Real-time systems have to respond to externally generated input stimuli within a finite and predictable time. Their correctness depends not only on the logical results of the computations, but also on the time at which those results are produced.
When Java emerged as a serious programming language in 1994, it was treated with disdain by much of the real-time community. Although the language was interesting from a number of perspectives – not least the fact that it had an integrated concurrent object-oriented programming model – the whole notion of Java as a real-time programming language was laughable. "Java and Real-time" was considered, by many, an oxymoron. What we failed to appreciate was the determination of the Java community to propagate the language into every conceivable application area.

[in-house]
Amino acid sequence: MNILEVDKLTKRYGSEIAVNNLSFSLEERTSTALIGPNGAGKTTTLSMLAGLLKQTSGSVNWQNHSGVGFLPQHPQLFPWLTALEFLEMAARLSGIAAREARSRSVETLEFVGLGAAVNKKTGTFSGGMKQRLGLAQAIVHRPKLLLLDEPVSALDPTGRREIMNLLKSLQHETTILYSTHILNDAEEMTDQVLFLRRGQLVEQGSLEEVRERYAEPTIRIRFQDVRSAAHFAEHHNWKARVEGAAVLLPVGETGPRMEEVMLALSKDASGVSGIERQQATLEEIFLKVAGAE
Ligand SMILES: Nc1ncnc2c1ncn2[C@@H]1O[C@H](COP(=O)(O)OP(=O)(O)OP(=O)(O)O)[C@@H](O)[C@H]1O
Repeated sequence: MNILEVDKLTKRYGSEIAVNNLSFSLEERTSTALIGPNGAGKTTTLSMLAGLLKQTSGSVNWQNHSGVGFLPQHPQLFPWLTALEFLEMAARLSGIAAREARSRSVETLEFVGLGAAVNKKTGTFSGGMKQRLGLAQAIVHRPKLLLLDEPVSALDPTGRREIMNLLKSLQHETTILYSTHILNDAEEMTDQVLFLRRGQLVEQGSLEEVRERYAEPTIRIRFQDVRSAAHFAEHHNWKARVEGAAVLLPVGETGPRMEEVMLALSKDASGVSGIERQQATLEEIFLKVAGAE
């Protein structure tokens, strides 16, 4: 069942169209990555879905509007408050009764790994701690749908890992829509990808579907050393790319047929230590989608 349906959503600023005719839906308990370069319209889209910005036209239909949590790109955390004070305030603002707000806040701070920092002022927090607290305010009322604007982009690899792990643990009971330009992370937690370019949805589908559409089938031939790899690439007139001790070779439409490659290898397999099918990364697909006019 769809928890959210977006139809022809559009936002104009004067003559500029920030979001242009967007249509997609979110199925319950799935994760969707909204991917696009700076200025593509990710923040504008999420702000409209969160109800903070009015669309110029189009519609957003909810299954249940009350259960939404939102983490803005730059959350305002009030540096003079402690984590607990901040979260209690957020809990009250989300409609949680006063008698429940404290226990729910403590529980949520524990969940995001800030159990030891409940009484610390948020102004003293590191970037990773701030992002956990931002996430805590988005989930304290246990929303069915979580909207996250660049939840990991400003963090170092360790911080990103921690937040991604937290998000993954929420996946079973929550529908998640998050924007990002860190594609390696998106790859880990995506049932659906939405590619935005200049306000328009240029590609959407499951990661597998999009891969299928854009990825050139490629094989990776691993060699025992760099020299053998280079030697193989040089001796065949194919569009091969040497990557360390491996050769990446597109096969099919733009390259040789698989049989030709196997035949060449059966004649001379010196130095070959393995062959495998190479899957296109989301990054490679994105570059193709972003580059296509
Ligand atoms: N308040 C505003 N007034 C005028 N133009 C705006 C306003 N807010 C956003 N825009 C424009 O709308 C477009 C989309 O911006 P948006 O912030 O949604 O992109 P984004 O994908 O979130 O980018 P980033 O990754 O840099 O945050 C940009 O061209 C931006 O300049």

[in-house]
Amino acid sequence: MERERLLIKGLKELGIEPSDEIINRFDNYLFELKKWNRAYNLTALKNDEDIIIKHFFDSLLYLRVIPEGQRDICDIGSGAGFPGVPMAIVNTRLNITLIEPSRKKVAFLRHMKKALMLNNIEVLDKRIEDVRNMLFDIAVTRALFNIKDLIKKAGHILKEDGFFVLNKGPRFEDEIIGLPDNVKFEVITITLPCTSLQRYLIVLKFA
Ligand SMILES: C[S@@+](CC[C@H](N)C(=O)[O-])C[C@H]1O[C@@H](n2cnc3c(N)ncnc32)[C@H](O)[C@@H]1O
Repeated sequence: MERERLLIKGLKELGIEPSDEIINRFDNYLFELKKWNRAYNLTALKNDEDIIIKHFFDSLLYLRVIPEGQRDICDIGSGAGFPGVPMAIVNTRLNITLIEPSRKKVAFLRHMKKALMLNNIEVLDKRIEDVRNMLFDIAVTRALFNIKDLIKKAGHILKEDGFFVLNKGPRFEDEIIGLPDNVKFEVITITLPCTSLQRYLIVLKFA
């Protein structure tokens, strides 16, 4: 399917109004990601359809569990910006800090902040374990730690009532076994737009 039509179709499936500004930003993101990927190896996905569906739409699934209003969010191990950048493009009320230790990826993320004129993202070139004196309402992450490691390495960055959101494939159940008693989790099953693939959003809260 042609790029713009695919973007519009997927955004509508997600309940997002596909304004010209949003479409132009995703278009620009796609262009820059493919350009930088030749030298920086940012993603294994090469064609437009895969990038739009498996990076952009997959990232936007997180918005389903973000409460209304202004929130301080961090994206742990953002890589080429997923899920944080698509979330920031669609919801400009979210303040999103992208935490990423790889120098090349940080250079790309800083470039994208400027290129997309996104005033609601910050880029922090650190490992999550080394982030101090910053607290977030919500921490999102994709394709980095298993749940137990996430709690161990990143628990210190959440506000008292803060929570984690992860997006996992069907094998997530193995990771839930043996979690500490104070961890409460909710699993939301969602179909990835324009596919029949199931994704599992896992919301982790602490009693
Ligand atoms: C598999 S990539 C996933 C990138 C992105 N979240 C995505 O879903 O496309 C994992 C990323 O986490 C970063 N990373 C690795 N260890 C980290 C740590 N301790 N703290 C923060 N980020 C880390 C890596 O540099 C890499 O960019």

Just over 10 years since its first conception, Java, augmented by the Real-Time Specification for Java, is one of the most exciting developments in real-time systems so far this century. The approach has been to extend the concurrency model so that it supports real-time programming abstractions and to provide a complementary approach to memory management that removes the temporal uncertainties of garbage collection.
This book is concerned with both concurrent and real-time programming in Java. To fully understand the facilities available for real-time programming, it is first necessary to have a good appreciation of the strengths and weaknesses of multi-threaded programming in conventional Java. Once this understanding has been achieved, the motivations for the Real-Time Specification become apparent and the full details of the real-time functionality can then be presented.